Global equity markets rose yesterday, lifted by strong US and European corporate earnings, although moves were subdued before a policy statement from the US Federal Reserve, which is expected to raise interest rates, perhaps as early as September.

The dollar was slightly higher against major currencies .

The prevalent view has been that the Fed is ready to end its near-zero interest rate policy by year-end as the world’s biggest economy has dug out of the global downturn.

The market is looking at stock-specific earnings and is waiting for Fed Chair Janet Yellen to indicate a rate move will likely be sooner rather than later, so policy makers are not caught off guard and forced to be aggressive, said Ryan Larson, head of US trading at RBC Global Asset Management in Chicago.

“The market at this point should expect nothing less, and if she says that, they should be no more surprised than they were yesterday,” Larson said.

“That’s been well telegraphed, and I think she’ll go right down the middle of the road.”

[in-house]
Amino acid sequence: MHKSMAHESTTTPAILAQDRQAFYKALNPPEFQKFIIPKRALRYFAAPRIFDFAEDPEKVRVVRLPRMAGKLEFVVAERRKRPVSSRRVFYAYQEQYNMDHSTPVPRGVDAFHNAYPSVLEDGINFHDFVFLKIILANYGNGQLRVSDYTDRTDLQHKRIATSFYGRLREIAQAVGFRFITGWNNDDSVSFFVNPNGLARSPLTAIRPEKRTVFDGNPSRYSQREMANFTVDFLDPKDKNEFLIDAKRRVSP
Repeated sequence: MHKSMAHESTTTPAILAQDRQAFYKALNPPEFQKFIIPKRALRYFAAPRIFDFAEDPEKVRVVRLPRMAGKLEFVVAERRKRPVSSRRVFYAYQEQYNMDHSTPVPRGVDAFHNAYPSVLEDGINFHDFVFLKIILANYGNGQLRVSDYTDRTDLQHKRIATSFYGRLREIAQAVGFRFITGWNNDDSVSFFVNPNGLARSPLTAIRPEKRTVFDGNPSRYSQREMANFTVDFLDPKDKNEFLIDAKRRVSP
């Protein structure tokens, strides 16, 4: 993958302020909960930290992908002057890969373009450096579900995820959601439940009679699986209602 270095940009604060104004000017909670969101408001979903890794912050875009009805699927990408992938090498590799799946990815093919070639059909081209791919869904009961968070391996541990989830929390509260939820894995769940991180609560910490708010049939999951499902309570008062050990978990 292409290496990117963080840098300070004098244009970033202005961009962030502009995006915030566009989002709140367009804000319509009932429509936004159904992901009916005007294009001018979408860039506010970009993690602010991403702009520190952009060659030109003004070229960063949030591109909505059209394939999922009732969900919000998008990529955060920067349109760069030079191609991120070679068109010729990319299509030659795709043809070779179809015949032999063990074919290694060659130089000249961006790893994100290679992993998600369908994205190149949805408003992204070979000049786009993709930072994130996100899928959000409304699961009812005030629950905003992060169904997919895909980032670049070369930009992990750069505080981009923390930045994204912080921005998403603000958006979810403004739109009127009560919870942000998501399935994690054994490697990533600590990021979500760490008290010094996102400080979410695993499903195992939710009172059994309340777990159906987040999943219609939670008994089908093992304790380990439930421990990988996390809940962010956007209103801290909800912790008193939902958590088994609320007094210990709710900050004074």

With just over half of S&P 500 companies having reported second-quarter results, 73 per cent have been above expectations, compared with a 70 per cent beat rate over the past four quarters, according to Thomson Reuters data.

Shares of General Dynamics hit a record high, gaining 4.7 per cent, after the company said it saw a rebound in demand for its Gulfstream business jets. The shares led sector-wide rally for major aerospace stocks.

The Dow Jones industrial average was up 112.24 points, or 0.64 per cent, at 17,742.51. The Standard & Poor’s 500 Index was up 11.94 points, or 0.57 per cent, at 2,105.19. The Nasdaq Composite Index was up 13.20 points, or 0.26 per cent, at 5,102.41. MSCI’s all-country world stock index rose 0.63 per cent, while the FTSEurofirst index of leading European shares rose .95 per cent.

In Europe, carmaker Peugeot reported first-half net income for the first time in four years. Oil major Total posted higher-than-expected second-quarter profits.

The dollar rose 0.23 per cent at 123.83 yen, while the euro was down 0.4 per cent at $1.1014.

Higher US Treasuries yields also supported the greenback, with the two-year yield rising to 0.708 per cent. The benchmark 10-year US Treasury note fell 10/32 in price to yield 2.2877 per cent Oil prices reversed early losses and rose after weekly data showed an unexpectedly large drawdown in US crude inventories.

Data from the US Energy Information Administration showed crude stocks fell by 4.2 million barrels last week, more than twenty times analysts’ expectations for an decrease of 184,000 barrels.

Front-month Brent futures rose 60 cents to $53.90 a barrel. US crude for September delivery last traded at $49.26, up $1.28 on the day.


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